• Tilia tomentosa Buds glycerine macerate 1 DH: 100 drops at bedtime in a glass of water or herbal tea (adult); 1 drop per kg of body weight for the child, in half a glass or a bottle of water
    • General bath with linden bracts: A handful in a liter of boiling water, infuse 15 minutes, after filtration pour the herbal tea into a hot bath, in the evening





    Possible side effects and precautions for use


    • Avoid in case of large urinary and gallstones


    Bibliographic references


    1. Go↑ Ieri F, Innocenti M, Possieri L, Gallori S, Mulinacci N. Phenolic composition of "bud extracts" of Ribes nigrum L., Rosa canina L. and Tilia tomentosa M. J Pharm Biomed Anal. 2015 Nov 10;115:1-9. doi: 10.1016/j.jpba.2015.06.004. PMID 26135753
    2. Go to :2.0 and 2.1 Viriot Anne-Claire. An update on gemmotherapy in 2012. Pharmacy thesis, Toulouse, 2015
    3. Go↑ DOLISOS. Tilia tomentosa buds. Virtues known for years. Today pharmacological evidence. Homeopathic Pharmacological Laboratories (LPH) DOLISOS Paris, 1980
    4. Go↑ Coleta M, Campos MG, Cotrim MD, Proença da Cunha A. Comparative evaluation of Melissa officinalis L., Tilia europaea L., Passiflora edulis Sims. and Hypericum perforatum L. in the elevated plus maze anxiety test. Pharmacopsychiatry. 2001 Jul;34 Suppl 1:S20-1. PMID 11518069
    5. Go↑ Fleurentin Jacques. Plants that heal us. Ed. West France. 2007.
    6. Go↑ Viola H, Wolfman C, Levi De Stein M, Wasowski C, Pena C, Medina J. H, Paladini AC Isolation of pharmacologically active benzodiazepine receptor ligands from Tilia tomentosa (Tiliaceae). Journal of ethnopharmacology, 1994, vol. 44, no.1, p. 47-53 [1]
    7. Go↑ Martínez-Hernández, GB, Jiménez-Ferrer, E., Román-Ramos, R., Zamilpa, A., González-Cortazar, M., León-Rivera, I., ... & Herrera-Ruiz, M. (2021). A mixture of quercetin 4′-O-rhamnoside and isoquercitrin from Tilia americana var. mexicana and its biotransformation products with antidepressant activity in mice. Journal of Ethnopharmacology, 267, 113619.
    8. Go↑ Chávez-Morales, Y., Jiménez-Ferrer, E., Martínez-Hernández, GB, Tortoriello, J., Román-Ramos, R., Zamilpa, A., & Herrera-Ruiz, M. (2019). Effect of Standardized Fractions and Tiliroside from Leaves of Tilia americana on Depression Tests in Mice. Iranian journal of pharmaceutical research: IJPR, 18(4), 1931.
    9. Go↑ Noguerón-Merino, MC, Jiménez-Ferrer, E., Román-Ramos, R., Zamilpa, A., Tortoriello, J., & Herrera-Ruiz, M. (2015). Interactions of a standardized flavonoid fraction from Tilia americana with Serotoninergic drugs in elevated plus maze. Journal of ethnopharmacology, 164, 319-327.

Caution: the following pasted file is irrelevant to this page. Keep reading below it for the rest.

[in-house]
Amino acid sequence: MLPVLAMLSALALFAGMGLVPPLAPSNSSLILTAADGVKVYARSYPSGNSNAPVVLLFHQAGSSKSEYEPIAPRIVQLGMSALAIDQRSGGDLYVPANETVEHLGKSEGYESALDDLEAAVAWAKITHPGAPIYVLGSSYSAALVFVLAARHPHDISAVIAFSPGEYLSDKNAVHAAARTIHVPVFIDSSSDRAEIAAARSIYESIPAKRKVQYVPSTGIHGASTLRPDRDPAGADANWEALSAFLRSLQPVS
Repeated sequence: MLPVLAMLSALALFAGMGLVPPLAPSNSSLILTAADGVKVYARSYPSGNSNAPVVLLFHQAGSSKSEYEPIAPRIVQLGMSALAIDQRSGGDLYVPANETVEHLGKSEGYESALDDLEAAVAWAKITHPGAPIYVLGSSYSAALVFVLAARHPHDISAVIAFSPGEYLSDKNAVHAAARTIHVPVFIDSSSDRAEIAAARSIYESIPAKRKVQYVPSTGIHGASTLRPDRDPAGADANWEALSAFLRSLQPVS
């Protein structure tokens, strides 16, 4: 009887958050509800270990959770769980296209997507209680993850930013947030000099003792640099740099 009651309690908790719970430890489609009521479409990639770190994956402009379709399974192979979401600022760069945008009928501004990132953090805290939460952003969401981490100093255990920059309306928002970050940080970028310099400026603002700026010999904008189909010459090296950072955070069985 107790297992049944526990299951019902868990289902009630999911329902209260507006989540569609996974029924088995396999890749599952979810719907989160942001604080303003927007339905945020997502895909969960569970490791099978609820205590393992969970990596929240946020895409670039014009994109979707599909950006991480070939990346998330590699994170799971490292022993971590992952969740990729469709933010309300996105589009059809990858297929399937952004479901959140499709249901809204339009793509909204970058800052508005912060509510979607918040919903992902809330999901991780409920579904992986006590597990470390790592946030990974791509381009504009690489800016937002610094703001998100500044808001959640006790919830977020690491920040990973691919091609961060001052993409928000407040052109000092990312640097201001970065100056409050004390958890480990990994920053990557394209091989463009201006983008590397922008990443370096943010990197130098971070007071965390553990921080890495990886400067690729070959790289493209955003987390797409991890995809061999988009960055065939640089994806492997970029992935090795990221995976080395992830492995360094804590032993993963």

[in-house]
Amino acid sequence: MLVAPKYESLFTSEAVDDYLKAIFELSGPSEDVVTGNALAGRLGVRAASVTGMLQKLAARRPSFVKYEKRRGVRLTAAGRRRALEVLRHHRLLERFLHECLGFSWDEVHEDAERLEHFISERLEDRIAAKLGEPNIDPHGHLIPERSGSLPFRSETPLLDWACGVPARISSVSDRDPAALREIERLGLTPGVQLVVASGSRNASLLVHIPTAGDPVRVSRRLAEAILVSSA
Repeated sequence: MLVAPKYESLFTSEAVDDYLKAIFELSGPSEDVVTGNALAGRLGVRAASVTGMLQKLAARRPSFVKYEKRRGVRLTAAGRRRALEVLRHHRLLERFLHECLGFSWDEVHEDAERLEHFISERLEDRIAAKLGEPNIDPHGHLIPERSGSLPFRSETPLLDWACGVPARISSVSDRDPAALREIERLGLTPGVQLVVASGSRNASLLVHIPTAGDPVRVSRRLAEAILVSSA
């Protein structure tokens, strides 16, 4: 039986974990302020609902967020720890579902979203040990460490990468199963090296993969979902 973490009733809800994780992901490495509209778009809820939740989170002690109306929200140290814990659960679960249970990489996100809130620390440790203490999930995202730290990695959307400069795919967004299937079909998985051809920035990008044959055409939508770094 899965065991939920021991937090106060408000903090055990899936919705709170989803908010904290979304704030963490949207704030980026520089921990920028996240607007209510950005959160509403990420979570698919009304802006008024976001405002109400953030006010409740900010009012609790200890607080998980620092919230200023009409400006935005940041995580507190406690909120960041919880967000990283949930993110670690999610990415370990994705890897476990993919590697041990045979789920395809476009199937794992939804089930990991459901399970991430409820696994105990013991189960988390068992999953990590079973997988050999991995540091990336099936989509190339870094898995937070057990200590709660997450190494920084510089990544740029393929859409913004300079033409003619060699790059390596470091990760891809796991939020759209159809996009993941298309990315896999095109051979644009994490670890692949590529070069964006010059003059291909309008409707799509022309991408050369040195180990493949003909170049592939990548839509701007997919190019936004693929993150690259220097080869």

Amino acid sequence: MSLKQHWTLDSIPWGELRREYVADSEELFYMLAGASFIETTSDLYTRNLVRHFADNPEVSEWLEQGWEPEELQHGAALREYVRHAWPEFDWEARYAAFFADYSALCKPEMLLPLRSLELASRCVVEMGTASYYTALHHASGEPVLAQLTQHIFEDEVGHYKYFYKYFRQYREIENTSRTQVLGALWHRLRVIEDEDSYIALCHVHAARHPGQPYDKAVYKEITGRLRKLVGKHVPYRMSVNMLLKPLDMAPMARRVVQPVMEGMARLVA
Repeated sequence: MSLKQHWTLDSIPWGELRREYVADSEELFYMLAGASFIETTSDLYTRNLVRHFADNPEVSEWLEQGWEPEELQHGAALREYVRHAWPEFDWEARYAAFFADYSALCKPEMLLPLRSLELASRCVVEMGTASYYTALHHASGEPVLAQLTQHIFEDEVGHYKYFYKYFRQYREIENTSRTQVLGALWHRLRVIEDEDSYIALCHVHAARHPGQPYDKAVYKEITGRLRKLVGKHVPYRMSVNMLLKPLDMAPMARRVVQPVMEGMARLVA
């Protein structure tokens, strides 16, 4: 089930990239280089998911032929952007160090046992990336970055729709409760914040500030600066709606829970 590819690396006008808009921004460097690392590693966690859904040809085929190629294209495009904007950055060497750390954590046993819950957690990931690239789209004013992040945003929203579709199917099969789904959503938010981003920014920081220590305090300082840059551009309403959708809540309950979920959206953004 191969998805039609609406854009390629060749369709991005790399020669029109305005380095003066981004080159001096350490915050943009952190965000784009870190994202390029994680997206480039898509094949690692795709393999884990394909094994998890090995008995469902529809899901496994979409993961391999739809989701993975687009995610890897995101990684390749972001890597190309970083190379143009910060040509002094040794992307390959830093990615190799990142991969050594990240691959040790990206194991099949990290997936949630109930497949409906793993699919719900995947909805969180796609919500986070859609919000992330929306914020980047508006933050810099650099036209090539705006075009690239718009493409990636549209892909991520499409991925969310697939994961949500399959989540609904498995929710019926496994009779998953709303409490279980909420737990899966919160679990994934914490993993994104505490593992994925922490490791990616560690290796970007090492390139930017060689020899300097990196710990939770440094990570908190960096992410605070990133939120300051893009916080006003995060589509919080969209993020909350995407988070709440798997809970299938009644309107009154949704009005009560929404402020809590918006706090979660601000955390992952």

10. Go↑ Aguirre-Hernández, E., González-Trujano, M., Terrazas, T., Herrera Santoyo, J., & Guevara-Fefer, P. (2016). Anxiolytic and sedative-like effects of flavonoids from Tilia americana var. mexicana: GABAergic and serotonergic participation. Mental Health, 39(1), 37-46.
    11. Go↑ Toker G, Küpeli E, Memisoğlu M, Yesilada E. Flavonoids with antinociceptive and anti-inflammatory activities from the leaves of Tilia argentea (silver linden). J Ethnopharmacol. 2004 Dec;95(2-3):393-7. PMID 15507365
    12. Go↑ Vise Max. New gemmotherapy clinics. Ed. Similia, Paris. 1987
    13. Go↑ Henry Pol. Gemmotherapy, therapy with plant embryonic extracts. Author's edition. Brussels, 1982.
    • Wichtl Max, Anton Robert. Therapeutic plants: Tradition, officinal practice, science and therapy. Ed. Tec & Doc. Cachan. 1999. p. 559
    • Bruneton J. Pharmacognosy, Phytochemistry, Medicinal Plants. Ed. Tec and Doc. 1997. p. 103
    • Lanza JP, Steinmetz MD, Lavaivre-Pierlovisi M. Pharmacodynamic action and toxicity of aqueous extracts of lime tree Tilia sylvestris [in French]. Plants Med Phytoter 1982;16:129–136.
    • Peev C, Dehelean C, Antal D, Feflea Ş, Olariu L, Toma C. Tilia tomentosa foliar bud extract: phytochemical analysis and dermatological testing. Studia Universitatis Vasile Goldis Arad, Seria Stiintele Vietii 2009 Vol. 19 No. 1 pp. 163-165 Full text
    • Toker G, Memisoglu M, Yesilada E, Aslan M. Main Flavonoids of Tilia argentea DESF. former DC. Leaves. Turk J Chem 28 (2004), 745–749.


    Store in a cool, dry place, away from light. Keep tightly closed, away from the reach of Children and pets.

    Do not exceed the daily dose.


    This product is not intended to prevent or cure any form of illness or disease.

    If you are pregnant or nursing ; If you have a medical condition or are in the course of medical treatment ; If you are programmed for theater/operation in the near future, please consult your healthcare practitioner before using this product.


    This product cannot replace a varied and balanced diet and a healthy lifestyle.


    This product has not been evaluated by the SAHPRA for its quality, safety or intended use.


    For More Information please check our General Safety Herbal products Page